I’ve talked about my very first role-playing group on the blog before and how important they have been to my writing journey. I have a group of friends, most of them fellow fiction writers, who I play Dungeons and Dragons (D&D) with every other week. We’ve been playing for a couple years now. We all met through NaNoWriMo, and the woman who wanted to try out being a DM (that’s a Dungeon Master, who runs the game) mentioned at a write-in that she had trouble finding players. Most of the write-in attendees were interested, and some of us brought a friend or spouse, so that’s how the original group got started. It was nine players originally, which was way too large, especially for two or two and a half hour sessions on a weeknight.
She broke us into two groups and we went off in different directions in search of answers to the same mystery. She brought us all back together for an epic battle at the end on a Saturday afternoon. Over all it was an incredibly fun game. She ran another game with a smaller total number of players (max 6) so my husband and I volunteered to step back and not play that one. Partially because I couldn’t play every week, and I liked the Adventure Guild idea we were talking about for off-weeks better.
Adventure Guild has been very fun. We’re all taking turns being the DM and we’re developing the world as we go along. We decided the original characters from the first adventure she ran, would be the founders of the guild and the current guild master was the protégé of our original ranger, which explains why he’s so deadpan as well as why he sometimes just doesn’t care and sends us off into horribly dangerous things.
I’ve taken a bit of a leading role in instigating and planning for Adventure Guild. I made the original two primary NPCs for the guild (the guild master and a sort of den mother type who runs the tavern part). I’ve picked out what city it’s in and where we are (we’re very loosely based in the Forgotten Realms universe). At some point before our next session I’m going to come up with a good name for the guild.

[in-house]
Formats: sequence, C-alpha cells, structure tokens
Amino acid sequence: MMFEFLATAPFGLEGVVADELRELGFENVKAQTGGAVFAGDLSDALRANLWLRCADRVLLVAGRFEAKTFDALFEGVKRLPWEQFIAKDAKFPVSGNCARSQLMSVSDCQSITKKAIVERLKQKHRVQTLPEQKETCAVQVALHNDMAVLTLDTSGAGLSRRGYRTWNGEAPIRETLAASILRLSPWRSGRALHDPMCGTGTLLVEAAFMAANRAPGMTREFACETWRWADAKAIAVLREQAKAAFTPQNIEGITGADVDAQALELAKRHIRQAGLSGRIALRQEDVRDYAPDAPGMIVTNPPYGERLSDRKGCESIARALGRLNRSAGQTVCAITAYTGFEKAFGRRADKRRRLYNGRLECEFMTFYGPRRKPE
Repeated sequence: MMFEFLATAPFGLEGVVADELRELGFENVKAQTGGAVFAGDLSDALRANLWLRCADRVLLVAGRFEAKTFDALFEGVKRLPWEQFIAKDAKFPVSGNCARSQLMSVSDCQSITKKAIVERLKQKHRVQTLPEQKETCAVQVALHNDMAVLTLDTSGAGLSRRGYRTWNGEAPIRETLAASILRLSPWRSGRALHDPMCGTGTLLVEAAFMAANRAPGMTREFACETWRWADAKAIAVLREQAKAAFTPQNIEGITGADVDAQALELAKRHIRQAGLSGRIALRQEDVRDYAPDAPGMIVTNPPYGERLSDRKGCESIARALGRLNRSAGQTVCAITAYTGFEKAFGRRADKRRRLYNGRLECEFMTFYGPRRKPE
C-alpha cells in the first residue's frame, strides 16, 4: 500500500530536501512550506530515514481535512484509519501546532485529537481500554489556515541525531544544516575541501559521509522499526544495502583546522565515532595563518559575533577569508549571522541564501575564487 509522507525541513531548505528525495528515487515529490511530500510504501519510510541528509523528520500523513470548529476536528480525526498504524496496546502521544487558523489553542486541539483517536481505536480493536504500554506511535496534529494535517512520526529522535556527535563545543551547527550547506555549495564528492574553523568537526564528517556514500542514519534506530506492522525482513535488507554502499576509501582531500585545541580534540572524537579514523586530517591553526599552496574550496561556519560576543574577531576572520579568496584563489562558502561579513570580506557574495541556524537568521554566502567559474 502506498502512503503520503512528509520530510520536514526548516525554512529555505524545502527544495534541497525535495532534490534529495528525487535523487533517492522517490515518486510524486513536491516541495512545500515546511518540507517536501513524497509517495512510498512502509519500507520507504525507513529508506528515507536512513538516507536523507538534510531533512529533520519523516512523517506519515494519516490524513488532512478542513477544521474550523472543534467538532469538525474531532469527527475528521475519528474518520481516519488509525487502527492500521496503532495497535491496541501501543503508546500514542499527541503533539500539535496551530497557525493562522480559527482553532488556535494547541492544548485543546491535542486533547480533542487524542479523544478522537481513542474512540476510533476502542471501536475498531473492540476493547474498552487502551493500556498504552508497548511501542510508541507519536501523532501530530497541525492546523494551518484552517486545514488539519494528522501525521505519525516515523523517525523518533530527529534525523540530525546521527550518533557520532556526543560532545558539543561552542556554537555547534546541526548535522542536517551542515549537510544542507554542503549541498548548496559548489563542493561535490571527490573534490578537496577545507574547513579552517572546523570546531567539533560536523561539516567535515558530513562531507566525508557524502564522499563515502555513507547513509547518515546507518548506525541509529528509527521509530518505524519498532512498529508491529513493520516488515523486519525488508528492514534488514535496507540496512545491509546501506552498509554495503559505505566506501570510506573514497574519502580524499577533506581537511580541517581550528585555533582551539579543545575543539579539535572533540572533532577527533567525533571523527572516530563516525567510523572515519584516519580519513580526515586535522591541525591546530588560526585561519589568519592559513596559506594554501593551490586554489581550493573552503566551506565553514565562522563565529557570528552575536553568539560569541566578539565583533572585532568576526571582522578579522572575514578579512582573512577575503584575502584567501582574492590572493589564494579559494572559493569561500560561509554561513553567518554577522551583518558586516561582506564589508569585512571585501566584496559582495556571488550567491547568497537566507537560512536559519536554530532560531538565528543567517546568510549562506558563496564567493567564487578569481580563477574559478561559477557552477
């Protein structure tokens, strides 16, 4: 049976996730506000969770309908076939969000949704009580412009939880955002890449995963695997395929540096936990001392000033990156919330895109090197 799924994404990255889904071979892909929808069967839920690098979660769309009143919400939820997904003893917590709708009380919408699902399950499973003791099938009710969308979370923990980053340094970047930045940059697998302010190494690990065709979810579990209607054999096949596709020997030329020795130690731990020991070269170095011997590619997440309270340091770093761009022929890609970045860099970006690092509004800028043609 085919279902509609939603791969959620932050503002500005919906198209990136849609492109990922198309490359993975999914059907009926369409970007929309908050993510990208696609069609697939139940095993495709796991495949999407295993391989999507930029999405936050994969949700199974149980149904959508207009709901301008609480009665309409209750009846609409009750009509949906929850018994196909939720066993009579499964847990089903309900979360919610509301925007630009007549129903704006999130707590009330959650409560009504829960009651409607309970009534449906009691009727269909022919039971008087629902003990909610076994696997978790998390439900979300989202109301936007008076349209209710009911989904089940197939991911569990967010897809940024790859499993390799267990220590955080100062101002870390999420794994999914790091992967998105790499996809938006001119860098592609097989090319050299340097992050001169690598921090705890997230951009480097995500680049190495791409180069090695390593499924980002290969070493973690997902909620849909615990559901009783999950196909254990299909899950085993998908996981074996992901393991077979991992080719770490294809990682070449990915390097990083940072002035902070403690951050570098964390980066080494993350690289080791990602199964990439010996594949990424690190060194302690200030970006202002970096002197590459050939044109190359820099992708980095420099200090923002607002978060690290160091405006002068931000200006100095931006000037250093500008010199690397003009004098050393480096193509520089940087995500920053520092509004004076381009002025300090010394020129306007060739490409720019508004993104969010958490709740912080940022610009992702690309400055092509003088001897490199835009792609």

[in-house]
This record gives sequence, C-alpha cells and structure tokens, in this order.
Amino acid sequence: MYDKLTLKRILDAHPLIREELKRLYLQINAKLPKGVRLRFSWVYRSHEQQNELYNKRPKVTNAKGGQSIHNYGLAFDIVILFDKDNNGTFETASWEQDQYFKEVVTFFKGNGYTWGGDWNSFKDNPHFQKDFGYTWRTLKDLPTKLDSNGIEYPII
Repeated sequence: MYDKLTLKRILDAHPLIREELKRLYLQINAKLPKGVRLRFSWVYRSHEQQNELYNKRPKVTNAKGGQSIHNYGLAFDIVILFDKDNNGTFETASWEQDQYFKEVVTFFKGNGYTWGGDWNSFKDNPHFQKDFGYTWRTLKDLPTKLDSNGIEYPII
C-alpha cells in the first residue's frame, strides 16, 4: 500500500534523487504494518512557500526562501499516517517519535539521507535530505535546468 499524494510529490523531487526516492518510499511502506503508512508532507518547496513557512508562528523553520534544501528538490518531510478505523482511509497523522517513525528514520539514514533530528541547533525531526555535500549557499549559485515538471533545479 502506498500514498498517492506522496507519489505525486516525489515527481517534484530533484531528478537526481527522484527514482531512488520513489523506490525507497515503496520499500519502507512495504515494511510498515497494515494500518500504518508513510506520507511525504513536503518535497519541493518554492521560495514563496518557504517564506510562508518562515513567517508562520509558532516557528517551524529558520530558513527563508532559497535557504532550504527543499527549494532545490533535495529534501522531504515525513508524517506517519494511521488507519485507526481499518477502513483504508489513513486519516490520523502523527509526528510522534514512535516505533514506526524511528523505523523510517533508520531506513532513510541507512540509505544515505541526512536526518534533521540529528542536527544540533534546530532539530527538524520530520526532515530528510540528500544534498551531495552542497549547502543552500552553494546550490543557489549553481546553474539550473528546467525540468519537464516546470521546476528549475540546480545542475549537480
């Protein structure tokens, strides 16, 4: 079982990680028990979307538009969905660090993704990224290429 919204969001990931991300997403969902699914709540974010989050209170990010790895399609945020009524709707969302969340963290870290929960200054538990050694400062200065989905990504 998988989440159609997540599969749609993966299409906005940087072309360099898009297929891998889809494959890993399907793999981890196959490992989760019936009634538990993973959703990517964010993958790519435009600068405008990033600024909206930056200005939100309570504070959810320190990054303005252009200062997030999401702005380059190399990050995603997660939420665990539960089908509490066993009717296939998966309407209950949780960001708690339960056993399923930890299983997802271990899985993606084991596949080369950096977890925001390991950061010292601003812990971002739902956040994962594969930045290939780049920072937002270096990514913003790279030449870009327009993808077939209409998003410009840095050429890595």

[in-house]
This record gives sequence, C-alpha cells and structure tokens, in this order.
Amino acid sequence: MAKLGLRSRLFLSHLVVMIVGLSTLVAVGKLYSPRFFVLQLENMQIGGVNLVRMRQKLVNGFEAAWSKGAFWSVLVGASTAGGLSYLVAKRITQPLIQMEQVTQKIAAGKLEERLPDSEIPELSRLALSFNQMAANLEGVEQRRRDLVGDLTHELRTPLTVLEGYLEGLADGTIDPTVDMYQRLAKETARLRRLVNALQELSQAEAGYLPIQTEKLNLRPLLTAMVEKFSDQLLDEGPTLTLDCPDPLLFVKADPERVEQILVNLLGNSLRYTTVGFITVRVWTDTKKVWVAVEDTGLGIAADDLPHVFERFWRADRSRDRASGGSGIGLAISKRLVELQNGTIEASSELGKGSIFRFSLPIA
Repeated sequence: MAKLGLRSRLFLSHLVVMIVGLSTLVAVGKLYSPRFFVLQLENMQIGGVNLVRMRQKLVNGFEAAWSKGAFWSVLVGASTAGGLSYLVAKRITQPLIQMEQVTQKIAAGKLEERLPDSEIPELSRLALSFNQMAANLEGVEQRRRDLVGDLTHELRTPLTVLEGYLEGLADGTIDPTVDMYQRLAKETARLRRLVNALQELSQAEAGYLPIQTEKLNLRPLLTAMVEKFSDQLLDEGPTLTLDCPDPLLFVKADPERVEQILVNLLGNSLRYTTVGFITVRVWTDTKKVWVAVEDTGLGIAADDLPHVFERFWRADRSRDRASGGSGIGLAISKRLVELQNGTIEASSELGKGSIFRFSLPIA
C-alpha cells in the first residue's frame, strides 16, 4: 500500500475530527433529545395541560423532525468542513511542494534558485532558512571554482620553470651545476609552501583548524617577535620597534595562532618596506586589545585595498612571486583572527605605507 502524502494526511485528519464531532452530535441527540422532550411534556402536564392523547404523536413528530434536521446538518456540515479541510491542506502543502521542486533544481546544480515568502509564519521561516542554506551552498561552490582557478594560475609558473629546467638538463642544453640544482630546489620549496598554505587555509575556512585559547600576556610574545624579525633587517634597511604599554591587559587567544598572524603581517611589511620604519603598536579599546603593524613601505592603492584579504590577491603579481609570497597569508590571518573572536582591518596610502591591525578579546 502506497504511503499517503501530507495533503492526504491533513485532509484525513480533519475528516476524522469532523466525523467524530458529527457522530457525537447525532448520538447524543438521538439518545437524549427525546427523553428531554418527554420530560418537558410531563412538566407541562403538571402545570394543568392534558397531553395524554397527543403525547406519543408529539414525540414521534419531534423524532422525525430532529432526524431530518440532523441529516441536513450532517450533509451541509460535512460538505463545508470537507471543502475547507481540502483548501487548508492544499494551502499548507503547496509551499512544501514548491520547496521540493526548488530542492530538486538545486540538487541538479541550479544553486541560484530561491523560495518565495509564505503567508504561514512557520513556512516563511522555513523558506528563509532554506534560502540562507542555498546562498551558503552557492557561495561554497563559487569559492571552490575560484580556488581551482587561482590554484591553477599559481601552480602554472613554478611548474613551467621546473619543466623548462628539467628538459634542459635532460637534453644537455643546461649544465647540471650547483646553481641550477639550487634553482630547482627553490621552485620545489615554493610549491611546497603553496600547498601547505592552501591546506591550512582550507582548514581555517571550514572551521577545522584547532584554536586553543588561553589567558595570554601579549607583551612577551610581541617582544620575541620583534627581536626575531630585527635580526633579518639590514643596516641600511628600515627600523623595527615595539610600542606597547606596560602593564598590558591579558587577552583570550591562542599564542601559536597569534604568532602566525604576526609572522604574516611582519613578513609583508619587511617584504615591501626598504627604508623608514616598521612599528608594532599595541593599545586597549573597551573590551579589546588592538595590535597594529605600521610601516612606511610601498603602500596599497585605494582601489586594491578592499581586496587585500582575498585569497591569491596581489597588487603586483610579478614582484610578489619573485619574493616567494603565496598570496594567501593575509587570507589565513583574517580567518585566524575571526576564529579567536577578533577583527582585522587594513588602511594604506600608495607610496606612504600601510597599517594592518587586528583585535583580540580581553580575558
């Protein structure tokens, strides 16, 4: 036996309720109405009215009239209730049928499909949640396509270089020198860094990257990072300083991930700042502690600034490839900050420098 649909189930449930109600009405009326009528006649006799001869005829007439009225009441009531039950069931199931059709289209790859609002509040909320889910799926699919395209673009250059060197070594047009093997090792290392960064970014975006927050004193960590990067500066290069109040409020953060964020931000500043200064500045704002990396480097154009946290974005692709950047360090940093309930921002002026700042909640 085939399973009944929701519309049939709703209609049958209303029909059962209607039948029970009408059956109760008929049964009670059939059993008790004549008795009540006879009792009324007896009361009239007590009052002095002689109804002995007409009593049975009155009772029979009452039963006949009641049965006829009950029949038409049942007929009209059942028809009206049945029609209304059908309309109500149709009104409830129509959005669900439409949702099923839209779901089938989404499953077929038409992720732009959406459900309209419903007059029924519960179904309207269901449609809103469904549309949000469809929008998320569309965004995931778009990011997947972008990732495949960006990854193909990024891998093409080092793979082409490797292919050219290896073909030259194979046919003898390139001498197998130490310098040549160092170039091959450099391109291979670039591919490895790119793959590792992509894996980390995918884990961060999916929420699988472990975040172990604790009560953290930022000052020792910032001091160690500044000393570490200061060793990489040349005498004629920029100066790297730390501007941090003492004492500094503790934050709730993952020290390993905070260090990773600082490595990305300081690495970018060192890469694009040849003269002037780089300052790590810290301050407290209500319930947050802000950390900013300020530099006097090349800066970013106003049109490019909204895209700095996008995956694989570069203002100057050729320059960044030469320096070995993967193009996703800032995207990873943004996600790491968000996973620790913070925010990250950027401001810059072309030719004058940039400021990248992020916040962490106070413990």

What I like best about role-playing games with friends, and our Adventure Guild campaign in particular, is that it’s a form of collective storytelling. I get to tell the story of my character. The DM gets to build a story around the player characters and we all collectively get to build the story that unfolds. Sometimes players will do what the DM expects, and sometimes not. When they don’t do what I expect is sometimes the most fun for me as a DM.
This kind of collective storytelling can be very helpful for me as a writer. I can see where someone else reacts differently to the situation in front of us. I can put players into a situation similar to one in a book I’m working on and see what happens. It’s just as fun for me as a player, when I’m trying to really inhabit the character I’ve built and react as he/she/they would react, rather than how I would.
My particular group laughs a lot while we play. Ridiculous things happen and sometimes it’s just too funny. We also have a great time being together and enjoying the game together. It’s something I’ve really come to value over the past couple years. I missed having a group that got together regularly for some form of gaming or socializing, and this has given me that social space again.
When I don’t have social interaction with someone (work colleagues, friends, even just cashiers while running errands) I can get a little weird and it tends to dry up my ability to write. Making sure I have that social time is important, for my writing and my mental health. Being able to incorporate it into my writing by practicing collective storytelling just makes it that much more useful.
I’d love to hear about how others incorporate their social activities into their writing life, whether it’s as directly as I do through role-playing games, or more indirectly. Where does your energy to create come from? Is it all internal, or is some of yours external like mine?